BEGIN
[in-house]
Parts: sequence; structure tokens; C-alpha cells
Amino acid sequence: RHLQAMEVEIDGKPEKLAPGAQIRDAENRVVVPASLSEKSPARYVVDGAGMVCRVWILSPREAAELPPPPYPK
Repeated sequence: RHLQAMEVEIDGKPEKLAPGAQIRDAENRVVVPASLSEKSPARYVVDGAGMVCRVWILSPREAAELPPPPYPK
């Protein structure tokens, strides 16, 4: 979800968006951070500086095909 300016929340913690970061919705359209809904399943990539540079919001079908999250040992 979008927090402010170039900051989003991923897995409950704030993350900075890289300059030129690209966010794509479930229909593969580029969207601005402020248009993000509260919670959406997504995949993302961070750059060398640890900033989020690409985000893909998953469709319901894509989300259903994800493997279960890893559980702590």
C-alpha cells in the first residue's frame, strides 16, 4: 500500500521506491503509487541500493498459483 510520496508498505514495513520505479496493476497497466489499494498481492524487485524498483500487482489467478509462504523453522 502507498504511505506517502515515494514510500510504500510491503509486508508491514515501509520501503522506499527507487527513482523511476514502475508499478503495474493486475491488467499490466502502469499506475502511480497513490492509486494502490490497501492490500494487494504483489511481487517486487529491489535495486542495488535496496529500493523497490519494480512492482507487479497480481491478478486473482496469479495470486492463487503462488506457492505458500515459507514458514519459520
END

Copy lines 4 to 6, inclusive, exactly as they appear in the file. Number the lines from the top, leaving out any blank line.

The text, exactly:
Repeated sequence: RHLQAMEVEIDGKPEKLAPGAQIRDAENRVVVPASLSEKSPARYVVDGAGMVCRVWILSPREAAELPPPPYPK
């Protein structure tokens, strides 16, 4: 979800968006951070500086095909 300016929340913690970061919705359209809904399943990539540079919001079908999250040992 979008927090402010170039900051989003991923897995409950704030993350900075890289300059030129690209966010794509479930229909593969580029969207601005402020248009993000509260919670959406997504995949993302961070750059060398640890900033989020690409985000893909998953469709319901894509989300259903994800493997279960890893559980702590």
C-alpha cells in the first residue's frame, strides 16, 4: 500500500521506491503509487541500493498459483 510520496508498505514495513520505479496493476497497466489499494498481492524487485524498483500487482489467478509462504523453522 502507498504511505506517502515515494514510500510504500510491503509486508508491514515501509520501503522506499527507487527513482523511476514502475508499478503495474493486475491488467499490466502502469499506475502511480497513490492509486494502490490497501492490500494487494504483489511481487517486487529491489535495486542495488535496496529500493523497490519494480512492482507487479497480481491478478486473482496469479495470486492463487503462488506457492505458500515459507514458514519459520